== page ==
About Kemin Foods
Superior science and service sets Kemin Foods apart from many other companies serving the vitamin and supplement industry. Nearly 10 percent of the company's employees have doctorate degrees in various disciplines, working in a team-based environment to produce products based on scientific research at the molecular level. Once Kemin scientists understand how products work at the molecular level, the company supports those products with a commitment to superior customer service, including extensive market research and co-branding efforts that leverage brand value.
Lyc-O-Mato® Standardized Natural Lycopene Complex
by James Balch, M.D.
The good news is that there is clinical proof you can build a powerful antioxidant defense system against prostate cancer. By incorporating LYC-O-MATO® (standardized natural tomato extract) into your daily nutrition program you can access remarkable fighting power against prostate cancer and a host of other degenerative diseases.
The standardized natural tomato extract contains several phytonutrients found in tomatoes including lycopene, tocopherols, vitamin E, phytofluene, phytoene, phytosterols, beta carotene and more. LYC-O-MATO is extracted from non-GMO tomatoes grown in Israel that contain four times the lycopene content of tomatoes grown elsewhere.
A six-year Harvard Medical School study of healthy males found that consuming tomatoes, tomato sauce or pizza more than twice a week, as opposed to never, was associated with a reduced risk of prostate cancer of 21 to 34 percent, depending on the food.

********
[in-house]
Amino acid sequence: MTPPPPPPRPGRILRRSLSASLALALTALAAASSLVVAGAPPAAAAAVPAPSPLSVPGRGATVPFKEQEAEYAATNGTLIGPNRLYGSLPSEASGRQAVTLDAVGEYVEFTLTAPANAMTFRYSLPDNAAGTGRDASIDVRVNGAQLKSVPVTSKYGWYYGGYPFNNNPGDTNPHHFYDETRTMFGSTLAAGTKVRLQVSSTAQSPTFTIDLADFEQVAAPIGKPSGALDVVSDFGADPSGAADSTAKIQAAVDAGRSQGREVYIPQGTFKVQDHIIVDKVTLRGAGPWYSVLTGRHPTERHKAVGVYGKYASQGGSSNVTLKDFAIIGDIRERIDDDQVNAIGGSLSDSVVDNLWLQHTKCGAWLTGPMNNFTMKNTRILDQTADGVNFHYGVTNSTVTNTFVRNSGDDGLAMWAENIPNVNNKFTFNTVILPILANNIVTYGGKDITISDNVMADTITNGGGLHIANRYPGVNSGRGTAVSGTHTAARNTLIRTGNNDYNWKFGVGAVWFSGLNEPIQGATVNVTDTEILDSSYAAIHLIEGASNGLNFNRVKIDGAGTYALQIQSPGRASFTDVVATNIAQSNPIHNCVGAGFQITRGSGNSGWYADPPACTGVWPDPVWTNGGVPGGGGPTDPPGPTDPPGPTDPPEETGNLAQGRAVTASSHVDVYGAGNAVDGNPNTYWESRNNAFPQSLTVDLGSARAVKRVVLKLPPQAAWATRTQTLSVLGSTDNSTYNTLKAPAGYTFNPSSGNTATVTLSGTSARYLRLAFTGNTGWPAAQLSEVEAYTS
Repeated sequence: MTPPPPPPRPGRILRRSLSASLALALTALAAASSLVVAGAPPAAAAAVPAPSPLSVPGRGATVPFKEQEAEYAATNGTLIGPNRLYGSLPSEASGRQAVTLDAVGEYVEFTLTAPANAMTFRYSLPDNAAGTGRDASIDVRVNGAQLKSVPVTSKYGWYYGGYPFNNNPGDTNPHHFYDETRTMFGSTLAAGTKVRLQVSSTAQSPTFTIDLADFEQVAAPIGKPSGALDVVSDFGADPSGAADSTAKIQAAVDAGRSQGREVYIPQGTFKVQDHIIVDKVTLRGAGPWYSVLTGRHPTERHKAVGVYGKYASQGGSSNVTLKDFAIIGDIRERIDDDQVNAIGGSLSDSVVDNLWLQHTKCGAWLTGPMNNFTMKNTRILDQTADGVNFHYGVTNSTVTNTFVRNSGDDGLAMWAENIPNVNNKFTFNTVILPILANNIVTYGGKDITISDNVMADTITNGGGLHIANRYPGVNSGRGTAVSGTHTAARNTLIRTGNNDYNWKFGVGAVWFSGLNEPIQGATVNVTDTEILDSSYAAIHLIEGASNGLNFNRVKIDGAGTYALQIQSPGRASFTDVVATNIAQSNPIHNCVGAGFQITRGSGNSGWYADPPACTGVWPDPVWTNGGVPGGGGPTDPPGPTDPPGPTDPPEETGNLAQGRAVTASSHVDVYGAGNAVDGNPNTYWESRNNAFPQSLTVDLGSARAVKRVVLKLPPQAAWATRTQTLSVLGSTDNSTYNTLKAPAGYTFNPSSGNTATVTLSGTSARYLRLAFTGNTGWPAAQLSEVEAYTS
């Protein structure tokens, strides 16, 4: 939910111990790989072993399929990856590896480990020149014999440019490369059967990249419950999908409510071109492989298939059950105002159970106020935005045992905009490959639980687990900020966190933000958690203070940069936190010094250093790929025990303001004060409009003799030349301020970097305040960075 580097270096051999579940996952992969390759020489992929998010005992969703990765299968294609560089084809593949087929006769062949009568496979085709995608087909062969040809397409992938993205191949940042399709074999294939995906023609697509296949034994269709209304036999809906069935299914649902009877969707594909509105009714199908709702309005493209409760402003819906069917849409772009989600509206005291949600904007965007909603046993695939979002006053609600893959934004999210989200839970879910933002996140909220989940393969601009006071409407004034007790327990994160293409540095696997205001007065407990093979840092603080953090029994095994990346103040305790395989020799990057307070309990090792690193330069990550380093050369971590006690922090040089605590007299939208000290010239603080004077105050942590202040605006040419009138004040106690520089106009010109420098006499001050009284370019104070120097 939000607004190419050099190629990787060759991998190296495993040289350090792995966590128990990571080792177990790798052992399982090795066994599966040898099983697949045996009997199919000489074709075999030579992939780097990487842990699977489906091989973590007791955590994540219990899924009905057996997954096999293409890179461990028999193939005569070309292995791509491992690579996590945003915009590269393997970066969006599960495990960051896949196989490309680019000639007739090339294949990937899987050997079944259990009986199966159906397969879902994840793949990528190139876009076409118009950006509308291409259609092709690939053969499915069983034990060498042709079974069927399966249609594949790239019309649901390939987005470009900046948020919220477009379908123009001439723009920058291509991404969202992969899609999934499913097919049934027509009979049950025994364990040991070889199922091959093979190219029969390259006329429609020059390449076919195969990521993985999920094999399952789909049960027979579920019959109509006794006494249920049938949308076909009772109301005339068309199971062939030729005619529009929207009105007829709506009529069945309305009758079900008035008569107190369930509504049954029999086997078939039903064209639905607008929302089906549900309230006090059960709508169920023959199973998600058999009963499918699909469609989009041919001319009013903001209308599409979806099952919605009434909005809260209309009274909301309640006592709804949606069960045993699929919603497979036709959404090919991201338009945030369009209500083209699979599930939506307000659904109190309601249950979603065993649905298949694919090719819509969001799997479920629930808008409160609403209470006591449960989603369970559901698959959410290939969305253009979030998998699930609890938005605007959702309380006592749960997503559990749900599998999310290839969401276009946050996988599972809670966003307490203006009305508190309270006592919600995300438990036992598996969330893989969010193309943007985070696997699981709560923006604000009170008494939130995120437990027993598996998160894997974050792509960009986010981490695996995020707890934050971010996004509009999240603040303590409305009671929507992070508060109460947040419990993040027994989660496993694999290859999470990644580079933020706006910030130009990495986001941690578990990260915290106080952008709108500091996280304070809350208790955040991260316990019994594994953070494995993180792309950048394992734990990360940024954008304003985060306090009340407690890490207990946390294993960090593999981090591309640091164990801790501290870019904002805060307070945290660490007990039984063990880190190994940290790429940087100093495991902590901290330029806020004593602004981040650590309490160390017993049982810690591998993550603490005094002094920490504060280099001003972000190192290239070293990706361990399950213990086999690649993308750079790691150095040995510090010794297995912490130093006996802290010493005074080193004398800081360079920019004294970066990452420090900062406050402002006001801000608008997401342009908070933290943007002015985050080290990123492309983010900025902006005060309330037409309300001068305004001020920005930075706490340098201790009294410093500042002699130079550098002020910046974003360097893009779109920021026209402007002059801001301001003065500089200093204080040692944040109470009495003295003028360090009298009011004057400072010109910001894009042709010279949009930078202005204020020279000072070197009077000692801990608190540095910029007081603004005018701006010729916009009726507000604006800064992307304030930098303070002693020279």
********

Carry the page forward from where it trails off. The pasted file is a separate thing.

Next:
As exciting as its cancer-prevention potential is the evidence that shows lycopene may help fight existing cancer. A recent paper published in the Cancer Epidemiology, Biomarkers and Prevention by Omer Kucuk, M.D., professor of medicine and oncology, and his colleagues at the Karmanos Cancer Institute in Detroit, Michigan, evaluated the effect encapsulated LYC-O-MATO had on patients with existing prostate cancer. In this study, Dr. Kucuk and colleagues followed 30 men with localized prostate cancer who were scheduled to undergo surgical removal of the prostate. For three weeks prior to surgery the study participants were randomly assigned to receive either 250 milligrams LYC-O-MATO from LycoRed Natural Products, Beer-Sheva, Israel (which contains 15 milligram of lycopene) twice daily or no intervention. Following removal of the prostates, the glands were analyzed to determine whether there were any differences between the two study groups.
The investigators found that the treated group had smaller tumors, which were more likely to be confined to the prostate. Levels of serum PSA were found to decline in the patients who received LYC-O-MATO tomato extract. In addition, the tumors in patients who consumed this natural lycopene showed signs of regression and decreased malignancy.
“This was the first published report from a randomized prospective clinical trial showing the efficacy of a tomato extract supplement against prostate cancer,” said Dr. Kucuk. “Previous reports were largely epidemiological studies showing an association between consumption of tomato products and decreased risk of prostate cancer. Furthermore, our findings suggest that a tomato extract in the form of LYC-O-MATO may not only help prevent prostate cancer but also may be useful in treating prostate cancer.”